Please sir ….
Louis had probably read the newspaper reports – he asked whether he needed permission to go to the toilet. He didn’t. But we didn’t laugh his question off. Work is a disciplined business! Work experience at Gavurin reflects the way WE work but it may not be the norm. We think work experience is important partially because 14-15-year olds bring great energy and a fresh perspective. And yes, Louis has been great to have around for the short time he was with us. Our economy benefits from your people being positive about working and we’re always happy to help young people with an interest in STEM and small businesses.
The challenge for us
For a business like ours which offers such bespoke solutions, it’s challenging trying to outline to a student, who is only with us for a week, what an “average week” looks like, because no two are the same.
From the complexities of analysing data, testing software, delivering on projects, to the everyday tasks of running the office, Louis spent each day shadowing a different department. At the end of the week, Louis said:
My time at Gavurin was very enjoyable. I am a young person interested in data science, computers etc. I learnt some valuable STEM skills in my week at Gavurin. I truly do wish schools taught more of these skills and how to apply them
More than half of Gavurin’s workforce is made up of STEM ambassadors. They volunteer their time and resources to bringing STEM subjects to life and demonstrate their value in the real world and to future careers. Our team has worked with code-clubs as mentors and they deliver learning workshops to many local schools. So offering a young student the opportunity to join us and learn in our environment is a logical extension of this.
Students working towards their GCSEs often have a vision of what they want to do when they leave school, but few realise that the journey isn’t always straight forward. Work experience can help turn the vision into a practical set of steps to achieve their goal.
The skills that Gavurin were using were integral to what they did. This applies to many companies performing in similar areas. This surprised me, as schools do not teach many of these things. They are already incredibly vital skills most companies use today.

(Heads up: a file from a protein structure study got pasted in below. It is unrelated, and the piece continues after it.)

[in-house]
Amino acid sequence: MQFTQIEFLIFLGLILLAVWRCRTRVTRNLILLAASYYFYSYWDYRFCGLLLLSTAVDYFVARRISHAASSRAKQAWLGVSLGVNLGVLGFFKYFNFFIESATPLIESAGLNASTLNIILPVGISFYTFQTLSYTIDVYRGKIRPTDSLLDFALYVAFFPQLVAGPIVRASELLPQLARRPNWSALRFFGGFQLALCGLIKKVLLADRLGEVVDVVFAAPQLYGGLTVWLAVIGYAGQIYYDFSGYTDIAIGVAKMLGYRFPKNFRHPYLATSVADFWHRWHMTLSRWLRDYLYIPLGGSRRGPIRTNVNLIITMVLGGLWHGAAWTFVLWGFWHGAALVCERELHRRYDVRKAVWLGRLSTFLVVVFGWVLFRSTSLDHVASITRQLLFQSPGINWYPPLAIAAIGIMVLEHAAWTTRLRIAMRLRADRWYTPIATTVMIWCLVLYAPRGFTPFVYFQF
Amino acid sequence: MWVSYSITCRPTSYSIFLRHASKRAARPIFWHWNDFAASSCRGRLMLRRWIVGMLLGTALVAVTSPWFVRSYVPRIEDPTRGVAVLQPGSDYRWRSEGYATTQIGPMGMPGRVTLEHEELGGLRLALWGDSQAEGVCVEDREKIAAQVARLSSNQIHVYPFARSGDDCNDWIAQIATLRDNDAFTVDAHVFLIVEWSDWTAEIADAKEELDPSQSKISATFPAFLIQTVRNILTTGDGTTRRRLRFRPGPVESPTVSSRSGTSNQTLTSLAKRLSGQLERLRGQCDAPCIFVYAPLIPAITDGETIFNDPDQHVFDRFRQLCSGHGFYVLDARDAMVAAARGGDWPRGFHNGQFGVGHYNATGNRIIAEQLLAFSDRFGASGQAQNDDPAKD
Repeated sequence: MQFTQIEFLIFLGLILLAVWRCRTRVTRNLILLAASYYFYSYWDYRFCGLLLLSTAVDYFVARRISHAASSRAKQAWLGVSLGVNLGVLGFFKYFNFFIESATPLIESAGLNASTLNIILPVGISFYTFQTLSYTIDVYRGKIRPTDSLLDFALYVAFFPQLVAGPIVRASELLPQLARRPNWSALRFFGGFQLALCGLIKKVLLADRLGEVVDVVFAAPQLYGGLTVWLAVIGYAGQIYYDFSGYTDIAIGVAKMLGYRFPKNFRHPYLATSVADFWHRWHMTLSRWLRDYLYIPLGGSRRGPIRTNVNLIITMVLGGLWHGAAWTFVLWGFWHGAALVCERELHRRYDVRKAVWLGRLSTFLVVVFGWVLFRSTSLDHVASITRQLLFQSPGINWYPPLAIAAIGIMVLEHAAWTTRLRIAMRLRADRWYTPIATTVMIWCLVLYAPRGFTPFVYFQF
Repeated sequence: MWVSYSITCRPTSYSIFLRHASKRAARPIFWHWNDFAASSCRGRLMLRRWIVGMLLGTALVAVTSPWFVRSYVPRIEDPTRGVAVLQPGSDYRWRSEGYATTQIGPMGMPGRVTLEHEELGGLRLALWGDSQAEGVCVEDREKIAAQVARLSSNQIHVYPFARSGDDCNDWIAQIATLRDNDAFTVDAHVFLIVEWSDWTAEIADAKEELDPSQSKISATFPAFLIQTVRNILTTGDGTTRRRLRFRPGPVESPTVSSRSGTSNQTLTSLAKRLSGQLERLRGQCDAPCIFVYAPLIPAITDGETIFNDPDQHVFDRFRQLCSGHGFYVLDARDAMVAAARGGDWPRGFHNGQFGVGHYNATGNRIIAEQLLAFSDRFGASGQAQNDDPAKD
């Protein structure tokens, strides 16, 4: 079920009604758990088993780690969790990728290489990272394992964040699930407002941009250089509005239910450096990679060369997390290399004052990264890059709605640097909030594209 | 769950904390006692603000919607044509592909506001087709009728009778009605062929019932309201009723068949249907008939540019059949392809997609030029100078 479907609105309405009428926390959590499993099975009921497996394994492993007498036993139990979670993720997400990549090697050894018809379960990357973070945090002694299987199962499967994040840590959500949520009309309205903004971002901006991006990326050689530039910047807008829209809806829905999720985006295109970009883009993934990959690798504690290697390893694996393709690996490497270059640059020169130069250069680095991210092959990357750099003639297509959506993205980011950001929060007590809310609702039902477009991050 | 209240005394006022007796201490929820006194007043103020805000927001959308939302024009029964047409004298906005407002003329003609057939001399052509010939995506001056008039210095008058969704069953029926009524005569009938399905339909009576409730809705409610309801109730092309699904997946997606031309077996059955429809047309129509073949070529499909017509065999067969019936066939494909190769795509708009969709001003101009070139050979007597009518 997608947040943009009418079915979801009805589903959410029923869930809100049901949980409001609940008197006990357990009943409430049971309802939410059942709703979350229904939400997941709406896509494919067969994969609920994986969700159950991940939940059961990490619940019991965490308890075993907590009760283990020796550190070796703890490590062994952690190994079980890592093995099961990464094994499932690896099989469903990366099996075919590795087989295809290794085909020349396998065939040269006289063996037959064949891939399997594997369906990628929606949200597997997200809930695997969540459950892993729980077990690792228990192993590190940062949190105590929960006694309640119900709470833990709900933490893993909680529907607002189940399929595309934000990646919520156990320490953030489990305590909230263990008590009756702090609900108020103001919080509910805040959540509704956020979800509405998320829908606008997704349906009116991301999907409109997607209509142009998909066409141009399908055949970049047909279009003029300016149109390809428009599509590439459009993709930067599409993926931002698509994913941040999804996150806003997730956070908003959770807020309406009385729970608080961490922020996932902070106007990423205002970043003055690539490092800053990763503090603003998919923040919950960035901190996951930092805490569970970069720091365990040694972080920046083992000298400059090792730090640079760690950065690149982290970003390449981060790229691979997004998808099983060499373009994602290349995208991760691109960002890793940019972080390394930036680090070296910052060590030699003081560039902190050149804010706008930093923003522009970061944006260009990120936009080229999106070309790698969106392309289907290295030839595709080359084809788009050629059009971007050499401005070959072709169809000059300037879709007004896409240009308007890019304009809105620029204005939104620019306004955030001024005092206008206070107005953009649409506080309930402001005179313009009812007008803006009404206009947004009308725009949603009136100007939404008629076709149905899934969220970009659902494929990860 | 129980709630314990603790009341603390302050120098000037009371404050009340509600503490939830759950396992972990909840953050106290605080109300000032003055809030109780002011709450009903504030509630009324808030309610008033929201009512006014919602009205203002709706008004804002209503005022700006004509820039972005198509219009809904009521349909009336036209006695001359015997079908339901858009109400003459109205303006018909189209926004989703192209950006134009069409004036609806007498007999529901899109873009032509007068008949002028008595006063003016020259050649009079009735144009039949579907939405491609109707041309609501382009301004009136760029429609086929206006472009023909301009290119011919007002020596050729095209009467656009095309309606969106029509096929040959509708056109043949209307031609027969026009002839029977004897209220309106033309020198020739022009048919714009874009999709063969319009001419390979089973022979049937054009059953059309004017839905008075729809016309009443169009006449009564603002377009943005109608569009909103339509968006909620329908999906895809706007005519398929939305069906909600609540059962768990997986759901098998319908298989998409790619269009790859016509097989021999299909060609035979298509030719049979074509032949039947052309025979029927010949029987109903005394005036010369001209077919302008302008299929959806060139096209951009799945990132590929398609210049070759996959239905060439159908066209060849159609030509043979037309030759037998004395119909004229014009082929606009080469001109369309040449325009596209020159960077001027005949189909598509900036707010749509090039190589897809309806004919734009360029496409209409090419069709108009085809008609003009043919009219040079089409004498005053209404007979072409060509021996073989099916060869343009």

What’s in it for us?
As an employer, there are many benefits for us in enabling these schemes. Encouraging our team to explore STEM in education and mentoring young people supports our employees feeling valued, it develops their own supervisory skills and more generally understand their own role better. After all, how often do we go back to basics with our role and think about why we do things a particular way? Young people really do ask tough questions!
Throughout the week, Louis spent time with different departments but working with the project management team gave him a good overview of not just what we do, but how and why we deliver projects the way we do.
I learnt that Project Management has a very important role in the workplace. Project management is the task of making sure projects get done and how they’re done. Almost all projects take on one of two different models. The waterfall model and the agile model.
In our business, everyone makes the tea – including the Managing Director. Work experience is not just about having an additional someone to perform this vital function, it is about giving a young person a real insight into the working world. Working is about rolling our sleeves up and getting stuck in as a team of people to deliver projects. These are skills not necessarily learnt in school. By teaching them and inspiring our young people, we are benefitting our community, our industries and yes, it makes us feel good!
… we wish you the best of luck in your future endeavours and we hope to see you again. We know you’ll do great.